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Lassa Fever in Philadelphia

By Amesh A. Adalja, MD, October 8, 2010

Of the many diseases that can be imported into the United States by travelers, viral hemorrhagic fevers (VHFs) are of particular concern. The hemorrhagic fever viruses, which are classified as category A biological agents, provoke great fear among healthcare workers and the public because they are transmissible and highly lethal. Earlier this year, Lassa fever, one of the VHFs, was diagnosed in a patient in Philadelphia. Case details, summarized below, were just published in the October 2010 issue of Emerging Infectious Diseases.1

Importation from Liberia

The 47 year old male patient had visited Liberia recently, during which time he slept in a rural dwelling that was infested with rodents. Before leaving Liberia to return to the U.S., the patient experienced fever, chills, arthralgias, anorexia, sore throat, diffuse skin tenderness, and mild shortness of breath. He was initially treated with amoxicillin and chloroquine. After 5 days of illness, the patient presented for medical care in the U.S. Notable physical exam findings included fever, splenomegaly, lymphadenopathy, leukopenia, mild thrombocytopenia, and elevations of liver transaminases. He was treated presumptively for malaria until blood smears and antigen testing ruled out that diagnosis.1

Over the ensuing days, the patient developed pharyngitis, exudative tonsillitis, chest pain, and diarrhea, at which point Lassa fever was considered in the differential diagnosis, and contact and airborne precautions were initiated. Ribavirin was not administered, as the patient’s clinical condition was improving. Diagnosis was made on hospital day 5 by PCR.1

The patient defervesced on day 16 of hospitalization and was discharged on day 21 after 2 negative blood PCR results were obtained. Contact investigation revealed no secondary cases.1

Lassa Fever Is Endemic in West Africa

Lassa fever virus is endemic in West Africa. It is spread via contact with the urine of its reservoir host, the Mastomys mouse, or through contact with the bodily secretions of another infected human. The incubation period is usually 7 to 12 days.2

Most Infections Are Subclinical

Only 5% to 10% of those infected experience severe disease. Mortality reaches 15% to 25% among those patients with illness severe enough to require hospitalization.2

Clinical characteristics are varied, and the differential diagnosis may be broad. Common clinical characteristics include: chest pain; sore throat; back pain; nausea, vomiting, diarrhea; and proteinuria.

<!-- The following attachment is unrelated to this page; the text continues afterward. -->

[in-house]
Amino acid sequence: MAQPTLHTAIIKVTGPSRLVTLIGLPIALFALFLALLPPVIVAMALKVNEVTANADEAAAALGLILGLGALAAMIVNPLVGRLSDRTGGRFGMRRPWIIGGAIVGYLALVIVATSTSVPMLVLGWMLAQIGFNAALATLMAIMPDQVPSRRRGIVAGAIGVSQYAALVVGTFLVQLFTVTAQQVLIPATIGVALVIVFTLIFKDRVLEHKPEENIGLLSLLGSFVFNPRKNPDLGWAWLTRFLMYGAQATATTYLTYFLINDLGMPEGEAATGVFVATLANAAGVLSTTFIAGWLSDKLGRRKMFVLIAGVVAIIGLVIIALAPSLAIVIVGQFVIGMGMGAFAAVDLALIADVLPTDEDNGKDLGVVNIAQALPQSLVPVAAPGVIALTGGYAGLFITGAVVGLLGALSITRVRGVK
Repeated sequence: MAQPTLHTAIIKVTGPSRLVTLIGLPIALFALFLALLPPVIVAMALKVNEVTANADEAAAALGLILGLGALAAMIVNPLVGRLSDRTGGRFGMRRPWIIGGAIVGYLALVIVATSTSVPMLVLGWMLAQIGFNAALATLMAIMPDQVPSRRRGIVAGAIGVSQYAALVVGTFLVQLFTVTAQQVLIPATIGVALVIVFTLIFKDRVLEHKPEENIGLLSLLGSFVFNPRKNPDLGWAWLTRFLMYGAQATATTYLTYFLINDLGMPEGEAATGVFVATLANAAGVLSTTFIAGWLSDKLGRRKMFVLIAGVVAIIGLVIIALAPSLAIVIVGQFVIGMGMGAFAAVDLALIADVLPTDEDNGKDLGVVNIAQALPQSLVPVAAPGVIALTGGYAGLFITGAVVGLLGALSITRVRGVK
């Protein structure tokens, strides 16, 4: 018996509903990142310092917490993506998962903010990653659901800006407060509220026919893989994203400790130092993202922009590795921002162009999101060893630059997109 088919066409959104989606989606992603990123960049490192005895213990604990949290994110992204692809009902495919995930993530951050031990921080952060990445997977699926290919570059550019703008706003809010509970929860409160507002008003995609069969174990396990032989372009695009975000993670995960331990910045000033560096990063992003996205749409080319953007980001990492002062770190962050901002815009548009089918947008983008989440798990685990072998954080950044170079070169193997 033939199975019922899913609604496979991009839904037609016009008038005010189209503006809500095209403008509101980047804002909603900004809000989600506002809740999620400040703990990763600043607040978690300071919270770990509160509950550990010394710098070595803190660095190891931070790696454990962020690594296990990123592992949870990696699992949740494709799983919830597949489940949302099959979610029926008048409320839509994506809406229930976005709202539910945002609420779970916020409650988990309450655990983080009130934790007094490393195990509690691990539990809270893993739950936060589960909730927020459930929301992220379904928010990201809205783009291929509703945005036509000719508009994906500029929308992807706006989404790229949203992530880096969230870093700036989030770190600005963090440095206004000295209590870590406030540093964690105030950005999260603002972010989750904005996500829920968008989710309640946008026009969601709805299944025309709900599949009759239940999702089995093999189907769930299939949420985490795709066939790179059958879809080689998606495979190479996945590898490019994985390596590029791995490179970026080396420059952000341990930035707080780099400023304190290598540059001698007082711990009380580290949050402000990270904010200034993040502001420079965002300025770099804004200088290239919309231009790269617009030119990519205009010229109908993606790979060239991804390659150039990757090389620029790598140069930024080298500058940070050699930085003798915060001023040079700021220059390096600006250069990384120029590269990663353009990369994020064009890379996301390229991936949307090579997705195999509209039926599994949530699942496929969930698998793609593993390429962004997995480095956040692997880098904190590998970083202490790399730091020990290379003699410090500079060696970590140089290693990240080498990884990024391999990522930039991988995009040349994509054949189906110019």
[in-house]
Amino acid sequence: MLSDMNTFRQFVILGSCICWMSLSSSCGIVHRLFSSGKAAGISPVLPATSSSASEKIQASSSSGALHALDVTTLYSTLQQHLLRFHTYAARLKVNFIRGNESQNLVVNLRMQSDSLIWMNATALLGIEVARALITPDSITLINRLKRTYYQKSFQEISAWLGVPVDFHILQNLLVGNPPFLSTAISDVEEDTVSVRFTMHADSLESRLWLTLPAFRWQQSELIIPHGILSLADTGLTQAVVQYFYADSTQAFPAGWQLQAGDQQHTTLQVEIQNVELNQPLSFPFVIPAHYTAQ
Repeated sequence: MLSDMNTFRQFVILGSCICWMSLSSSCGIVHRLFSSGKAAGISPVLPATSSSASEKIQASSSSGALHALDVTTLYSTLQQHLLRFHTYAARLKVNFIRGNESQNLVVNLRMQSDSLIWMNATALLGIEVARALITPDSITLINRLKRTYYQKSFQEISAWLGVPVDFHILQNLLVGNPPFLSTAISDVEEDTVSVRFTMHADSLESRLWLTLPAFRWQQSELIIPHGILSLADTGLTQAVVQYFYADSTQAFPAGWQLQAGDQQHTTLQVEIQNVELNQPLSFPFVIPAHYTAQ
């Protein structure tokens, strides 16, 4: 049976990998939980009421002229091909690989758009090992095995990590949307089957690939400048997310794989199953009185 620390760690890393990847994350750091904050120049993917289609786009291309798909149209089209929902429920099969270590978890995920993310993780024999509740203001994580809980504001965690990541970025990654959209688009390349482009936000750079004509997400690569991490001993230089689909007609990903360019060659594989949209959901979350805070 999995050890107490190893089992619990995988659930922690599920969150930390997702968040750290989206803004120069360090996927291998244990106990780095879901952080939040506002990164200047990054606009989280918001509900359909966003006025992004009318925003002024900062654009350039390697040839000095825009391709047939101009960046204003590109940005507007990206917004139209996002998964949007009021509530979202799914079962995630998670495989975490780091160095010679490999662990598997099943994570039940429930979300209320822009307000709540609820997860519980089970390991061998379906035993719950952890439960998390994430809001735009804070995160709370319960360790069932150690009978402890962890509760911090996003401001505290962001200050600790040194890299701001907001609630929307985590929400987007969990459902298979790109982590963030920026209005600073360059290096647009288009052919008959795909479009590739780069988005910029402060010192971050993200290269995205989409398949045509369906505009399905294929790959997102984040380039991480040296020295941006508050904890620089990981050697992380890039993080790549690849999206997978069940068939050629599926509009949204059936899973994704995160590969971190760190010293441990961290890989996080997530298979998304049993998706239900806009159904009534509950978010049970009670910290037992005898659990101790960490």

In endemic areas, the clinical triad of fever, chest pain, and proteinuria has been found to have predictive values of 70% in clinical studies.2

Diagnosis and Treatment

Serology, viral culture, and PCR are used to diagnose Lassa fever with certainty. Along with supportive care, intravenous ribavirin is the mainstay of treatment, with a beneficial effect on survival rates when given within 7 days of illness onset. There is no vaccine available.2

Lassa Fever in the U.S.

This case in Philadelphia is the sixth in the U.S. A 1989 case was diagnosed in a traveler, and the 4 others occurred in patients who were airlifted to the U.S. for care. This recent case illustrates the astute clinican's role in treatment and prevention. The physicians in Philadelphia who identified the illness initiated prompt isolation measures to prevent secondary spread, which has occurred in endemic areas following contact with infectious boldily fluids.1 Nosocomial spread of Lassa fever also has occurred with imported cases; therefore, isolation procedures are recommended.2

Infectious diseases respect no border. As this case highlights, a West African disease can easily appear in any hospital in the U.S. This case of Lassa fever reinforces the need for both clinical vigilance and the ability to manage such cases.

References

  1. Amorosa V, MacNeil A, McConnell R, Patel A, Dillon KE, Hamilton K, et al. Imported Lassa fever, Pennsylvania, USA, 2010. Emerg Infect Dis. 2010. http://www.cdc.gov/EID/content/16/10/1598.htm. Accessed October 1, 2010.

  2. Peters CJ. Lymphocytic choriomeningitis virus, Lassa virus, and the South American hemorrhagic fevers. In: Mandell GL, Bennett JE, Dolin R, eds. Mandell, Douglas, and Bennett’s Principles and Practice of Infectious Diseases. 7th ed. Philadelphia, PA: Churchill Livingstone; 2010.